One of the best aspects of becoming a homeowner is saying goodbye to coin-operated apartment laundry. No more sock disappearances, no more scrambling to get a $5 changed for quarters. Most importantly, no waiting for the other customers who forgot to move their clothes from the washer to the dryer.
Now that I’m a homeowner, I will admit that it took me awhile to figure out the inner workings of a washing machine. But luckily, I found washer maintenance isn't as difficult as I originally thought.
I can now remedy a number of common washing-machine issues, like draining a waterlogged washer, all by myself. Here’s how:
1. Power down
Though it may seem obvious, it bears repeating. Turn off the washer if it's running and unplug it from the wall.
2. Find the hoses
BobVila.com notes that you may need to pull the machine slightly away from the wall to access the drain and water-supply hoses, and their valves. Turn off the red and blue knobs on each supply (for the hot and cold water); leave the gray drain hose as-is.
3. Empty the water
Get a large bucket or tub ready and then slowly detach the drain hose from the wall - keeping it turned up in the air as you do - and then pour out the water from the hose into your receptacle. (You may need to reattach the drain hose while you empty the bucket if there's a lot of water.)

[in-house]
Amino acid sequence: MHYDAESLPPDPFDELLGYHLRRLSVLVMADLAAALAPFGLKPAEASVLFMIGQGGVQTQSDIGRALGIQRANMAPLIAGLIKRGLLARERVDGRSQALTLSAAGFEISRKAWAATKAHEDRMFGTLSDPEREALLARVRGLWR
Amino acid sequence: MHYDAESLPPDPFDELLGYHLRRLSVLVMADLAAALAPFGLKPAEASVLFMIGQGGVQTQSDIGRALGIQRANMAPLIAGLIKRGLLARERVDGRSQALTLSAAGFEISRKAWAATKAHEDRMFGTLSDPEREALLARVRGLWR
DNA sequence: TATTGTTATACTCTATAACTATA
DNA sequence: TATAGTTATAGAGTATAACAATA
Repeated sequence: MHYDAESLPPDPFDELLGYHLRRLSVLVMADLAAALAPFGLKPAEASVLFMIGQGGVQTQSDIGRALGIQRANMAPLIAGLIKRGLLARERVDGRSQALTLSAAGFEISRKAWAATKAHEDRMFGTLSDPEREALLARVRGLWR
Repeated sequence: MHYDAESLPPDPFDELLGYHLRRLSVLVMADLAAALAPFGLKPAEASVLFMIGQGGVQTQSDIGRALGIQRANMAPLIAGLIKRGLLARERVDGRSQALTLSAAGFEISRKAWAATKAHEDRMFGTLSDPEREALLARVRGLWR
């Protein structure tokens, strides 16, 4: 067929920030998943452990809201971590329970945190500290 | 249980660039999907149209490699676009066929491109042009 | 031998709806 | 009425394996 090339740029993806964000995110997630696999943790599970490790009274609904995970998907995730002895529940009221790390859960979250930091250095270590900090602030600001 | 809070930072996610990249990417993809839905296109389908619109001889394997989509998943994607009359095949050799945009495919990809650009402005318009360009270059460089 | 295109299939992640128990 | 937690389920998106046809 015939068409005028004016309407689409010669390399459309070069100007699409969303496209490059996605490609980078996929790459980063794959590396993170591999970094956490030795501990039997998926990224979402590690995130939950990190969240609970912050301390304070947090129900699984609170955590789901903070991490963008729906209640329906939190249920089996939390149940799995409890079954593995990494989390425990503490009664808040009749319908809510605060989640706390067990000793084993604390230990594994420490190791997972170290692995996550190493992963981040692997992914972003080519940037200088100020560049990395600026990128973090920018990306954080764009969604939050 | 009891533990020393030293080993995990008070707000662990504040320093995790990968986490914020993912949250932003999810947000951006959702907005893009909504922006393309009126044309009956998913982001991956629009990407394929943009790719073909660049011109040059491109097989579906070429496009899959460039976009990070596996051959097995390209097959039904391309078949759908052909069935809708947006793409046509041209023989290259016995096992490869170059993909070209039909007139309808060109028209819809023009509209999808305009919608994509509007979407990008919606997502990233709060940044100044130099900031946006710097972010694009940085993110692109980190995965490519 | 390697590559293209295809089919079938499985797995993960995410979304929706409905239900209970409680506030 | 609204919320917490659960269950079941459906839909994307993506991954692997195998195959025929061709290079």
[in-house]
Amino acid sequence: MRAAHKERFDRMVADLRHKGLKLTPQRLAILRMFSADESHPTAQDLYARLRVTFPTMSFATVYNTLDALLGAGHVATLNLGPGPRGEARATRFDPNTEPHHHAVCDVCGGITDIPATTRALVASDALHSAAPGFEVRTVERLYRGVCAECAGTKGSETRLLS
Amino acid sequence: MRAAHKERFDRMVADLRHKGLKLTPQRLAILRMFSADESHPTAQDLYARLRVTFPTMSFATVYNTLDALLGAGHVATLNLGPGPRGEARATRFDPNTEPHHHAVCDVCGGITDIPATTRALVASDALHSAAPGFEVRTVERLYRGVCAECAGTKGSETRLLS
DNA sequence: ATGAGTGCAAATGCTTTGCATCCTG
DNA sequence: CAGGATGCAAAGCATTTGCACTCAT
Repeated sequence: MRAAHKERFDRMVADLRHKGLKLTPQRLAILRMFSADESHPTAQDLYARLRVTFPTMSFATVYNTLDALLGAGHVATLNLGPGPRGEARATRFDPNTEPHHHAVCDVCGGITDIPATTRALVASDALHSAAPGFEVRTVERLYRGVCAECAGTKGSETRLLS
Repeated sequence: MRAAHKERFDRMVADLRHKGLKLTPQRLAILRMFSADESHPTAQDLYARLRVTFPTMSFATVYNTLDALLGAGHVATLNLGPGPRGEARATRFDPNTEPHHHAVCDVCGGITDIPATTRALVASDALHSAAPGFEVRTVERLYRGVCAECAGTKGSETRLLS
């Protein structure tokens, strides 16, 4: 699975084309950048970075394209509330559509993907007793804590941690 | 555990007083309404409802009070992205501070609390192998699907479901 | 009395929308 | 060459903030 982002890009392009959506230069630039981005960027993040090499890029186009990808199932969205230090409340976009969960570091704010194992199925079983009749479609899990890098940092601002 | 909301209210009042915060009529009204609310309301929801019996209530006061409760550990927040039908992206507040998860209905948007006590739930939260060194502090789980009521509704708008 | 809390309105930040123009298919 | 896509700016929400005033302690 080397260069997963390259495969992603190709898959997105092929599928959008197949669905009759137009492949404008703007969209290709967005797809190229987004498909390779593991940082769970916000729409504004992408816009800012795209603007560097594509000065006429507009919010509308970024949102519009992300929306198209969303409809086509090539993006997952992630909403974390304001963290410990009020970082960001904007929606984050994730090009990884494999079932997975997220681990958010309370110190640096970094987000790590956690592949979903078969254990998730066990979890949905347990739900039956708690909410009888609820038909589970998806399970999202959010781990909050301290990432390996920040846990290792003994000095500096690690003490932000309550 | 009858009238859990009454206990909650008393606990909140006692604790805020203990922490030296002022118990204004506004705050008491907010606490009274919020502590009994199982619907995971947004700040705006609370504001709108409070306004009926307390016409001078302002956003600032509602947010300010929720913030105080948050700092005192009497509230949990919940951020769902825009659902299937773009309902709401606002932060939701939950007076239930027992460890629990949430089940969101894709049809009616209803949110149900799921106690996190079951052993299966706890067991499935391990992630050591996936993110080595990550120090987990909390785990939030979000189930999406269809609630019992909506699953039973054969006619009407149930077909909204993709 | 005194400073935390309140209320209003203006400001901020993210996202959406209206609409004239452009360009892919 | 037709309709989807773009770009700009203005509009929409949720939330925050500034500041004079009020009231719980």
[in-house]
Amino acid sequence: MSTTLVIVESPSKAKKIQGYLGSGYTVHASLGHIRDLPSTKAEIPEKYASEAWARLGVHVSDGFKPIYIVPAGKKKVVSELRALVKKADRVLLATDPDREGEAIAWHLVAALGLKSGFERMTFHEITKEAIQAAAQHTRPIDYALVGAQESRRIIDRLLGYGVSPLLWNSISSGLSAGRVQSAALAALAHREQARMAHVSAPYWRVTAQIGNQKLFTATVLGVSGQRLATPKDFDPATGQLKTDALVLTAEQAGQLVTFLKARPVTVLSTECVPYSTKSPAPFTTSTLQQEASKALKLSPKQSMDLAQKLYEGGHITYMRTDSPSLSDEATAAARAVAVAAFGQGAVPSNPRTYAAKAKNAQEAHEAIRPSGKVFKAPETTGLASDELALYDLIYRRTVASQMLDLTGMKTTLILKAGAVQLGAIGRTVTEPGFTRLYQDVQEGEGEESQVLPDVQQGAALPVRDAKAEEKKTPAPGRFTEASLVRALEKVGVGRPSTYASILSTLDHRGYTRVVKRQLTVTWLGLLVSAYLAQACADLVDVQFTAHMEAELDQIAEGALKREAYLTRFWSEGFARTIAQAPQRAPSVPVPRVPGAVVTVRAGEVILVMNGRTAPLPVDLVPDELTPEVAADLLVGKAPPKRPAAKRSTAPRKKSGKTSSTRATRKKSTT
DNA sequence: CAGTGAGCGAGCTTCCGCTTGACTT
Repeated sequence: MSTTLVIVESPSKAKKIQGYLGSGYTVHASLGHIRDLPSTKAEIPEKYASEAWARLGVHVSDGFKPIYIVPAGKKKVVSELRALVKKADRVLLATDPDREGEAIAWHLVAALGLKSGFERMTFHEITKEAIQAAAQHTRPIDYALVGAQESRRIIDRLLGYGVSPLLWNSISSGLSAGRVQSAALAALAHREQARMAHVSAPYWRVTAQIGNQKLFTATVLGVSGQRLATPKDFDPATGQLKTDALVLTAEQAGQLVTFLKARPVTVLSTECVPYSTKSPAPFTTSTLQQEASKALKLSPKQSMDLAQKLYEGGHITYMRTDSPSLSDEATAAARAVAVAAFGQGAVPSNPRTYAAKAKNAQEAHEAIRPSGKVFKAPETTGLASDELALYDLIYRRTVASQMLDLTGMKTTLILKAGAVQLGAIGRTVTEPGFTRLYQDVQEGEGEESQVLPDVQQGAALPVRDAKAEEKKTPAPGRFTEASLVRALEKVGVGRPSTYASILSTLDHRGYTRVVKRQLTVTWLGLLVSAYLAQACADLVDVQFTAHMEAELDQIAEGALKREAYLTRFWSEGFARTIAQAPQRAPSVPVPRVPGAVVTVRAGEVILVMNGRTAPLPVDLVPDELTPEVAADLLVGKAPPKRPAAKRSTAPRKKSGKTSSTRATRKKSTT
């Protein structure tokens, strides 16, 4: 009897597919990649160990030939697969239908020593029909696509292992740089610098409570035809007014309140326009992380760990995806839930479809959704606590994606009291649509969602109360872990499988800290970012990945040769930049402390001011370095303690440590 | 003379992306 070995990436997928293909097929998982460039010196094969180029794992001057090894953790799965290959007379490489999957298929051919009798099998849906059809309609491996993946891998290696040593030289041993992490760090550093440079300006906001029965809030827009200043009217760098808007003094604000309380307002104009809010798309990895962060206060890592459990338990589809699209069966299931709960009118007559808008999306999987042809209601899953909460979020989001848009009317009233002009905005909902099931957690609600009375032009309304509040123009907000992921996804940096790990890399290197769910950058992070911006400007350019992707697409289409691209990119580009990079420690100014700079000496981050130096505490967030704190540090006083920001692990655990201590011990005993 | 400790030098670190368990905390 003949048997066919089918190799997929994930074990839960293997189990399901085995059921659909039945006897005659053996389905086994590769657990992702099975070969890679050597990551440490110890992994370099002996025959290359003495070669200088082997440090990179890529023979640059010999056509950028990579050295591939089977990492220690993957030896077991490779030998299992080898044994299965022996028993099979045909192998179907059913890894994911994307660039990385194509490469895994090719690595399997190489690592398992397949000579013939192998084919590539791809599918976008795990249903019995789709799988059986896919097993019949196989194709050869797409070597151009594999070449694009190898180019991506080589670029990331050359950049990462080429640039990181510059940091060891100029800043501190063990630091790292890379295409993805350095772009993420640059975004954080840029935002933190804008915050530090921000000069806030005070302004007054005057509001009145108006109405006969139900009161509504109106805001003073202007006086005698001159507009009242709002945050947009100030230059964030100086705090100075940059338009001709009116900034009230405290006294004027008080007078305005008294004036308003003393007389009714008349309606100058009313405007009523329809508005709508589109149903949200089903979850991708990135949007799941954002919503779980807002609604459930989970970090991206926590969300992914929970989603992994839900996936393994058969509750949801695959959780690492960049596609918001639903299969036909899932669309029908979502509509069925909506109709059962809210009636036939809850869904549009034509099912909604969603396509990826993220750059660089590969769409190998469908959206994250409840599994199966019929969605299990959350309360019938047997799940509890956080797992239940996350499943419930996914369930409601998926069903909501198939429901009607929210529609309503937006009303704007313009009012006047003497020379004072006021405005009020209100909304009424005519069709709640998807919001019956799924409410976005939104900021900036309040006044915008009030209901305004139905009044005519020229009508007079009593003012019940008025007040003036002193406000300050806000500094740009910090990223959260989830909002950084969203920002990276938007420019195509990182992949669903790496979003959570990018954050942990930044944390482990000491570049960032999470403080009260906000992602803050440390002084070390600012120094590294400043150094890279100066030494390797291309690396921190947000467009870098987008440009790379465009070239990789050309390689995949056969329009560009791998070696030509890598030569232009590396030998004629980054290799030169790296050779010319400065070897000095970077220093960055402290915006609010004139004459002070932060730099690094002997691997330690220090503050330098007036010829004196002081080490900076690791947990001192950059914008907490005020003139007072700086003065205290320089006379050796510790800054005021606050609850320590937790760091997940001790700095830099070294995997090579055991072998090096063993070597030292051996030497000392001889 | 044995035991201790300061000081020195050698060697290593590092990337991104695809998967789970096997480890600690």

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4. Check the drain hose
If the water poured slowly from the drain hose to the bucket, there is probably a clog. Use a plumber's snake (or DIY make one made from a wire coat hanger) to remove the obstruction.
5. Check the drain pump
If there’s not a clog in the hose, it could mean that there is one in the washer's drain pump. According to The Family Handyman, this requires unscrewing the front or back panel to find the pump, and if a chunk of clothing (or pet hair, or whatever else) has caused a clog, you’ll know. Simply, use needle-nose pliers to remove it.
6. Clean the filter
In the case of a front-loading washing machine, you should remove any buildup from the drain-pump filter and rinse it with a soft brush.
7. Put it back together
If you've managed to fix the issue, replace all panels, screws, hoses and valves as they normally would.
Being prepared for any serious appliance breakdowns is a smart move. Having plans from TotalHome Warranty by HomeServe in place before any washer or appliance issues arise can help with the costs of covered repairs. Get a plan.